RALEIGH, NC (WNCN) – The current wave of COVID-19 cases fueled by the omicron variant could last several weeks longer and put significant additional pressure on hospitals and other areas of society, an expert said on Friday from North Carolina State University.
Dr Julie Swann, who leads a team of researchers and advised the CDC on the trajectory of the pandemic during the omicron outbreak, said hospitalizations from COVID-19 will likely reach record levels in North Carolina.
“And it’s particularly embarrassing because there aren’t as many hospital staff as there was a year and a half ago. And hospital staff are also affected by COVID themselves, ”she said. “When hospitals are full and there are not enough staff, the care of all patients can suffer to some extent.”
Swann, who is a health systems expert, said the latest wave of cases is expected to last until mid-February, but could be affected by behavior changes such as more people receiving booster shots and using effectively masks.
“What we are seeing in North Carolina is similar to what we expected. The cases are mounting quite quickly, ”she said. “We still have room for this push to escalate in North Carolina. I expect cases to continue to rise a little longer as people enter schools or workplaces. “
The state Department of Health and Human Services reported 28,474 new cases of COVID-19 on Friday, a new record.
Swann noted that symptoms are generally milder with the omicron variant, especially for those who are fully vaccinated and have received their booster shots. She said her own family members had recently tested positive, but all were vaccinated and received the booster if they were eligible.
She pointed out that the large number of people who test positive daily shows how contagious the variant is, which also has an impact on people who are at a higher risk of more serious results.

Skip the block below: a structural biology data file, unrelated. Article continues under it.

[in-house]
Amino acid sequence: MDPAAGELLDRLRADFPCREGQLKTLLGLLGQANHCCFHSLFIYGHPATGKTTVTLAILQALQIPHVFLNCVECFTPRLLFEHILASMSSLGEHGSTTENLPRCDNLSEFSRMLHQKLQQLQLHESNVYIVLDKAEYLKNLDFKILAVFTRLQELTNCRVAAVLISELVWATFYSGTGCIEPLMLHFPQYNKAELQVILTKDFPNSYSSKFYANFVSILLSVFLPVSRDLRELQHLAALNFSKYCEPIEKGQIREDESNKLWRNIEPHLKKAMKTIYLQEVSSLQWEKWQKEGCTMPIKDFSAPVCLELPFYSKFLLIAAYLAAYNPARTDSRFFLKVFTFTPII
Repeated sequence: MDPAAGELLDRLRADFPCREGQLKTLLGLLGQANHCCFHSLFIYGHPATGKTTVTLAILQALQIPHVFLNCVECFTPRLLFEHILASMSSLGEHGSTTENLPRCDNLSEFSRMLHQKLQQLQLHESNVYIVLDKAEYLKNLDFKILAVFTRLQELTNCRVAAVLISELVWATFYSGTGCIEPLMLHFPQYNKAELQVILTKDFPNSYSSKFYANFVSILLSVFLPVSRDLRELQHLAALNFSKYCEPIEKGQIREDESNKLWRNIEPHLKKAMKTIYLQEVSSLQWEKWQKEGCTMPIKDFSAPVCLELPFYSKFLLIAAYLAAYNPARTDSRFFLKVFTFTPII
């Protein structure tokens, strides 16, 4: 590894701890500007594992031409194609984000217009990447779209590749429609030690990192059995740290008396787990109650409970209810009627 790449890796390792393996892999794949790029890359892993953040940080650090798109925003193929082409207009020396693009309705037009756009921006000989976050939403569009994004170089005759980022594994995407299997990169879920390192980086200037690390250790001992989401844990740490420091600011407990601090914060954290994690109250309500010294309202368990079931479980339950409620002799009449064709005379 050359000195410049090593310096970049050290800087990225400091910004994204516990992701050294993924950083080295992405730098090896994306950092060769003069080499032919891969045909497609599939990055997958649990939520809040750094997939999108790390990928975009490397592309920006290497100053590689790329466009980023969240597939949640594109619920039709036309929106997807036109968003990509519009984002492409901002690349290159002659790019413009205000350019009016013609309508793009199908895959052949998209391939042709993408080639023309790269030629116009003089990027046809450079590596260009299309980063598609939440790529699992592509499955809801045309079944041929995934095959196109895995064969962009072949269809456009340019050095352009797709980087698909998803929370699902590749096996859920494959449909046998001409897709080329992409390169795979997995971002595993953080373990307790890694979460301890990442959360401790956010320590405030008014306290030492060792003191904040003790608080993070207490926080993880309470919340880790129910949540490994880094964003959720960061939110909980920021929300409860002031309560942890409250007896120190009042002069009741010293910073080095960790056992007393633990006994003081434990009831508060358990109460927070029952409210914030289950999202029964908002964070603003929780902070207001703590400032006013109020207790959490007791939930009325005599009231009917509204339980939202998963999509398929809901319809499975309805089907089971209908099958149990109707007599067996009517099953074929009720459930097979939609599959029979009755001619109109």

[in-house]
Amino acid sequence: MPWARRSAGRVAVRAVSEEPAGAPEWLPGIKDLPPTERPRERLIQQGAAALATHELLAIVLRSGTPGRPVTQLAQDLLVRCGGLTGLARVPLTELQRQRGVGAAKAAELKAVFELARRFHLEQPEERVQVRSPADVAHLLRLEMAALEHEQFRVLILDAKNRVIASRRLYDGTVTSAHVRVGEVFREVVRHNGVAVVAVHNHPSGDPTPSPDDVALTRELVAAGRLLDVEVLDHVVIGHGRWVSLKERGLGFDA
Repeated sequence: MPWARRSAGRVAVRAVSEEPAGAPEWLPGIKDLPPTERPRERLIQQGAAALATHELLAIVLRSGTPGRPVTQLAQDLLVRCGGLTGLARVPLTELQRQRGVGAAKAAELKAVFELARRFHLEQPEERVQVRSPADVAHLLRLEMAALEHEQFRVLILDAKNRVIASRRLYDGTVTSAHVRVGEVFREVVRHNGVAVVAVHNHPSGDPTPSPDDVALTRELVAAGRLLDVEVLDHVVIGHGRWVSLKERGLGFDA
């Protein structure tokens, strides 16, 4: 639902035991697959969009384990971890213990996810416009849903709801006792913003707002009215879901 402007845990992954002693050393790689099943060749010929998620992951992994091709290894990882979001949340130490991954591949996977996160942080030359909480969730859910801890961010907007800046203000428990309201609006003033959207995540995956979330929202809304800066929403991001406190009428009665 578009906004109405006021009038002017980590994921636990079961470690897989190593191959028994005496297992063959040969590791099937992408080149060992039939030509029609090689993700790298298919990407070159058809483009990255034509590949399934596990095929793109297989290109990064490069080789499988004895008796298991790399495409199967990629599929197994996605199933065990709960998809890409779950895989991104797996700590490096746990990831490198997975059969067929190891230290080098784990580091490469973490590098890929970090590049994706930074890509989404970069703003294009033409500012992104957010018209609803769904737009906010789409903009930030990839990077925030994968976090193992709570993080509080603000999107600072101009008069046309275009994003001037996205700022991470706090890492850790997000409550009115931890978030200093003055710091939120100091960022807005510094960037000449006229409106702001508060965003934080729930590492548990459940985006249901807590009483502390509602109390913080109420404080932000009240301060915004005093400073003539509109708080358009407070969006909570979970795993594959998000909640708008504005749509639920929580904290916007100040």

“We could look at several more weeks and especially given that hospitalizations are lagging behind cases, I am looking particularly at this measure,” she said. “It could also be a little different in Raleigh than in some rural areas. Most models predict that the push will continue until the end of January and possibly until mid or late February, depending on the location.
NCDHHS reported on Friday that 3,474 people have been hospitalized due to COVID-19. That number peaked at 3,992 last January.
“But, it’s hitting all over the country almost at the same time. And so, absenteeism is really the root cause of a lot of disruption in a lot of different industries, ”Swann said. “It may seem inevitable that you will get some version of the virus at some point, even if you take precautions like wearing a mask and being tested. And, it may be possible. The important thing is to have as much protection as possible before contracting the virus. “
Gov. Roy Cooper (R) addressed the outbreak on Friday, saying his administration remains in close contact with healthcare facilities as they grapple with the situation.
“We want to bring this virus to the endemic stage. We understand that this virus is going to be with us for a long time, but that we have to make sure that we can lead normal lives, ”he said.